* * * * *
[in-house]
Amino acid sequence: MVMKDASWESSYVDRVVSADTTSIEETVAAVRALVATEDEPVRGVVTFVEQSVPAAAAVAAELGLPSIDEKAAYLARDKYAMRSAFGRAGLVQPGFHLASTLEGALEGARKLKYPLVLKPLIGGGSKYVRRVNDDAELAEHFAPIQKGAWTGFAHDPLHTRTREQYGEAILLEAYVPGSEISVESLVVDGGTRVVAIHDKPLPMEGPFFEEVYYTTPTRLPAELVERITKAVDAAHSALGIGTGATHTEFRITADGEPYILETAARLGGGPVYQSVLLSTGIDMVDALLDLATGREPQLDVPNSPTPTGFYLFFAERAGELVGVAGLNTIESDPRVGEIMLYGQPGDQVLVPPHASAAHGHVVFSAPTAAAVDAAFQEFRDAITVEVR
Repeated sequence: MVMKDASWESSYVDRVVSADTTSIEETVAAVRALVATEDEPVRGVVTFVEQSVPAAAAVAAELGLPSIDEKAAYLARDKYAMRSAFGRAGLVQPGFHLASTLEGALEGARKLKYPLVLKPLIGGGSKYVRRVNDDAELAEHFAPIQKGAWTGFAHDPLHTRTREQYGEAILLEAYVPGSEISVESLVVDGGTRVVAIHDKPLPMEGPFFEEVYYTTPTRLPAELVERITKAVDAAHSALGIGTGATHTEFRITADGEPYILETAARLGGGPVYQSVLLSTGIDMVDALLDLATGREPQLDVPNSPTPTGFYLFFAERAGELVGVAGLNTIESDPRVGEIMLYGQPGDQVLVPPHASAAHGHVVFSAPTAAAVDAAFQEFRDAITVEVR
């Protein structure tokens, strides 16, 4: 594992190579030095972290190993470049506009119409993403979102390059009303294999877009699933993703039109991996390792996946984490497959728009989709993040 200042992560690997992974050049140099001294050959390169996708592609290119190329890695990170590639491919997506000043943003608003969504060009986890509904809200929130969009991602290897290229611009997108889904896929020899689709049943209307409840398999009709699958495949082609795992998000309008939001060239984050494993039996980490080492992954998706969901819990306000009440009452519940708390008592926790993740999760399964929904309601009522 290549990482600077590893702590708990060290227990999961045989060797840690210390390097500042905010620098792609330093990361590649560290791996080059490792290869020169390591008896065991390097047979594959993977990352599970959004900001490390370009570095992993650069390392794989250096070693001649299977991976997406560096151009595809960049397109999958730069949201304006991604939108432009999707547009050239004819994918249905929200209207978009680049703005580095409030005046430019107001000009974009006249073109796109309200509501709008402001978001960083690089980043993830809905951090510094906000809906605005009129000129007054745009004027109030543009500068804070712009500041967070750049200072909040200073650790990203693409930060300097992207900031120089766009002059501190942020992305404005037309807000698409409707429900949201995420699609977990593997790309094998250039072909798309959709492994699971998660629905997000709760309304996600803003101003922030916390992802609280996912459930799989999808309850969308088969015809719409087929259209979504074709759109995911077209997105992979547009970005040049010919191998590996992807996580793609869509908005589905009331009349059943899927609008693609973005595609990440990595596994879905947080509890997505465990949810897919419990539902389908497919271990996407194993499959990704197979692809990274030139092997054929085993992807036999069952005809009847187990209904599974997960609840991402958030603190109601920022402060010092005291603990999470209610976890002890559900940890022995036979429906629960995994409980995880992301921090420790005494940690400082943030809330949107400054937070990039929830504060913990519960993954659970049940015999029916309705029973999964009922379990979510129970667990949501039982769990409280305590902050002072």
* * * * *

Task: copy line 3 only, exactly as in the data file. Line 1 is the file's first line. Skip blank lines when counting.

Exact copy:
Repeated sequence: MVMKDASWESSYVDRVVSADTTSIEETVAAVRALVATEDEPVRGVVTFVEQSVPAAAAVAAELGLPSIDEKAAYLARDKYAMRSAFGRAGLVQPGFHLASTLEGALEGARKLKYPLVLKPLIGGGSKYVRRVNDDAELAEHFAPIQKGAWTGFAHDPLHTRTREQYGEAILLEAYVPGSEISVESLVVDGGTRVVAIHDKPLPMEGPFFEEVYYTTPTRLPAELVERITKAVDAAHSALGIGTGATHTEFRITADGEPYILETAARLGGGPVYQSVLLSTGIDMVDALLDLATGREPQLDVPNSPTPTGFYLFFAERAGELVGVAGLNTIESDPRVGEIMLYGQPGDQVLVPPHASAAHGHVVFSAPTAAAVDAAFQEFRDAITVEVR